As I mentioned before, I am currently reading the Harry Potter series. I have finished the Order of the Phoenix and after two of the longest books in the series I decided to take a break and read a book I saw on The Daily Show ( is it strange that I get a lot of my world "news" from that show, and that show keeps me some what connected to what is going on?) Anyways, I record The Daily Show on my computer every night and once in a while I will watch a couple episodes in a row.
One night when I was watching Jon Stewart do what he does, he announced that a 21 year old man from Africa, William Kamkwamba was his guest for that show. I never heard of this guy but I continued watching anyway, and I'm so glad I did.
It turns out that when William was 14 years old in Malawi, Africa he did something that would transform his village of Wimbe and his life forever. His family farmed in the village and with the new president in power farmers were no longer subsidized making it more expensive to buy maize, along with a drought that occurred in the early 2000s, the village and country were going through a famine. William was on his way to secondary school to continue his education he enjoyed thoroughly. His father couldn't afford the 80 dollars a year tuition for secondary school so William had to drop out.
Instead of going home and sitting around all day doing nothing, William went to the village library that was supported by American funds, and read books about physics and electricity, things that have fascinated him since he was a small boy. In a book named, Exploring Physics, he read about a windmill and learned how the windmill can harness the wind to produce electricity (just like a bike dynamo produces light when a person pedals). With
the diagram in the book William used parts from his home and a scrapyard near by to build his own windmill at the age of 14. His first windmill was able to light four bulbs in his parent's house and power two radios.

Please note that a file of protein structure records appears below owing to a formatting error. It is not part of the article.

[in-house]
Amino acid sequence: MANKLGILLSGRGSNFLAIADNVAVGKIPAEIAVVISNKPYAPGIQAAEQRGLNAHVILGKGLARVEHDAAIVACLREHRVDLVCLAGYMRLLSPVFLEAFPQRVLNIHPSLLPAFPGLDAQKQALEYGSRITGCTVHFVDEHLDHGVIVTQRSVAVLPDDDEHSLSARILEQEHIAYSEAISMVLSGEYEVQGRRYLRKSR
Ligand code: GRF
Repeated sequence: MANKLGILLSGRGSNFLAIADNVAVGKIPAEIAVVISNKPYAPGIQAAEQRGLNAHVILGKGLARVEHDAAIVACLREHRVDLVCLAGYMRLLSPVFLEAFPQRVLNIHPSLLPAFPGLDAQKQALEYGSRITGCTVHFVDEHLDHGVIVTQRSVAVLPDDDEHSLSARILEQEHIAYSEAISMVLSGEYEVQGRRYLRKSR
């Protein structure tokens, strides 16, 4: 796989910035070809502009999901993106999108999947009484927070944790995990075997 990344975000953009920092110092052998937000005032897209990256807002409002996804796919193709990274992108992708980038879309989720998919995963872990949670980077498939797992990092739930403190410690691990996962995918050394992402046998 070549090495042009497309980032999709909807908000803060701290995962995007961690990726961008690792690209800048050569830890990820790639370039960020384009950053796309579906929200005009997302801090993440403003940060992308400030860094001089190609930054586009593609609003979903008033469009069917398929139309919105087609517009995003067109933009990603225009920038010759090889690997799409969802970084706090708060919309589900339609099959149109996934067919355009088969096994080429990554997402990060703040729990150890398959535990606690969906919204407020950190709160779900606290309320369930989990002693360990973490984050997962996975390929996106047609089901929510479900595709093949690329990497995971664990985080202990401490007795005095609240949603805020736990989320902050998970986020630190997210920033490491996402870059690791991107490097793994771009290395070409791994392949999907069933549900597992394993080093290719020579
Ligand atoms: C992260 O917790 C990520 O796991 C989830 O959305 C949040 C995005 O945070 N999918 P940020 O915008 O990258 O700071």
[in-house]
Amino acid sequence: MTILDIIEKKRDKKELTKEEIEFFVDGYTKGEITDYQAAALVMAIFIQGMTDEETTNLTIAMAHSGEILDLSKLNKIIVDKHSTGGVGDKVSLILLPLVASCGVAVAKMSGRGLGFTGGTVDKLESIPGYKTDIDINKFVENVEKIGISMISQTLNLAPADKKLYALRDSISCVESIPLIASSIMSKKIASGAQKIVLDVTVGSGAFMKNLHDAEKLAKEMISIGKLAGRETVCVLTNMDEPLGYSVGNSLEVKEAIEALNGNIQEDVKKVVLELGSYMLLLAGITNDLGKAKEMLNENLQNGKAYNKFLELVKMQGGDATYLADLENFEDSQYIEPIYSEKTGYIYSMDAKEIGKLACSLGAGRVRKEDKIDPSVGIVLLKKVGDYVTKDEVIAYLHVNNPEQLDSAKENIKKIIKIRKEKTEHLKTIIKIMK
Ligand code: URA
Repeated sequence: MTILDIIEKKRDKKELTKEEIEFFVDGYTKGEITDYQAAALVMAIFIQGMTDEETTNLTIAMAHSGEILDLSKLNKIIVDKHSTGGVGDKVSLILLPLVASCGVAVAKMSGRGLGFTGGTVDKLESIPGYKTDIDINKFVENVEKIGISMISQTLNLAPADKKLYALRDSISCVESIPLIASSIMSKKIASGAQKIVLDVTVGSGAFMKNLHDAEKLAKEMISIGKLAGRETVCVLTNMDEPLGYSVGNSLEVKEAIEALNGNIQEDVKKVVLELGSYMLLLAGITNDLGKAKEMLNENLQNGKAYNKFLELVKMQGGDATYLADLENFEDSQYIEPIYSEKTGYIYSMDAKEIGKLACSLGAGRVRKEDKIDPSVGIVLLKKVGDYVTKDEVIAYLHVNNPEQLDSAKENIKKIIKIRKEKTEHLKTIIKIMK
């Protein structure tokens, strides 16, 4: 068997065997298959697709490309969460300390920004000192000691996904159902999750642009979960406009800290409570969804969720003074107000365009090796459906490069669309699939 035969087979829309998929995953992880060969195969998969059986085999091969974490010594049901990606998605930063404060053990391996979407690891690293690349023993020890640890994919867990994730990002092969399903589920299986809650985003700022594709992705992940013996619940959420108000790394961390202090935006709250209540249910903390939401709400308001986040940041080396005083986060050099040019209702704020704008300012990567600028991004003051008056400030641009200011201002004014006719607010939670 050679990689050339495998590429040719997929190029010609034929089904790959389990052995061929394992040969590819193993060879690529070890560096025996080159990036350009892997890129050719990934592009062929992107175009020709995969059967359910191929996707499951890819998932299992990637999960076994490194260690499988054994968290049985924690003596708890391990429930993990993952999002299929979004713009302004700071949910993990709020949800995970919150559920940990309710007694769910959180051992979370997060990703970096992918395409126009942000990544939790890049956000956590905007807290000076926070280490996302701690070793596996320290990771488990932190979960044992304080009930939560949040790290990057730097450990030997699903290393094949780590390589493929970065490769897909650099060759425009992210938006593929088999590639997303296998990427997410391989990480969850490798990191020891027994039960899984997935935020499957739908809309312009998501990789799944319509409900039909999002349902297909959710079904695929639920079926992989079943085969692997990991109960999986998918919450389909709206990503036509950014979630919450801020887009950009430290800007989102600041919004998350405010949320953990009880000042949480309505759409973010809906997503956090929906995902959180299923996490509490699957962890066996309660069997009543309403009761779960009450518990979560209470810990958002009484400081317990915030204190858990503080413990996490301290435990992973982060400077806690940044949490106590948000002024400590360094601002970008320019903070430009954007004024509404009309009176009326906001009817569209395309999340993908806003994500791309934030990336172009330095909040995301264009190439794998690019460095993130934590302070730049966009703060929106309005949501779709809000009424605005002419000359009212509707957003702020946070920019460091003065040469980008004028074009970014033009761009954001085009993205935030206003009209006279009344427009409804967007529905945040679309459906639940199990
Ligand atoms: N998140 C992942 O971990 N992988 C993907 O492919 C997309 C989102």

He was discovered by Americans that came to the country to see how their library was holding up. From there everything changed. He was invited to be a TEDster, at the annual TED conference in 2007 in Angola. http://www.ted.com/index.php/talks/william_kamkwamba_on_building_a_windmill.html
He has been all over the continent of Africa for schooling and all over the United States visiting people he met on the way. He is currently a student in Johannesburg, South Africa at the African Leadership Academy, and would like to attend a university in the states.
His story, to me, is one that I wish we heard about happening in the United States, because I believe we are missing that type of drive and innovation. We don't have as many kids that want to be scientists or mathematicians as we used to when we were a growing triumphant nation.
Not only did he build a windmill, but in the book you get a look into his life and how he was always interested in how things worked and didn't fully believe in the "magic" that explained events in Africa. He fully understood how to make a circuit breaker, the difference between AC and DC, and so much more that I didn't have the faintest idea about when I was 14.
This book is truly inspirational to anyone who reads it. If you want to learn more about William and his ventures, here are some links: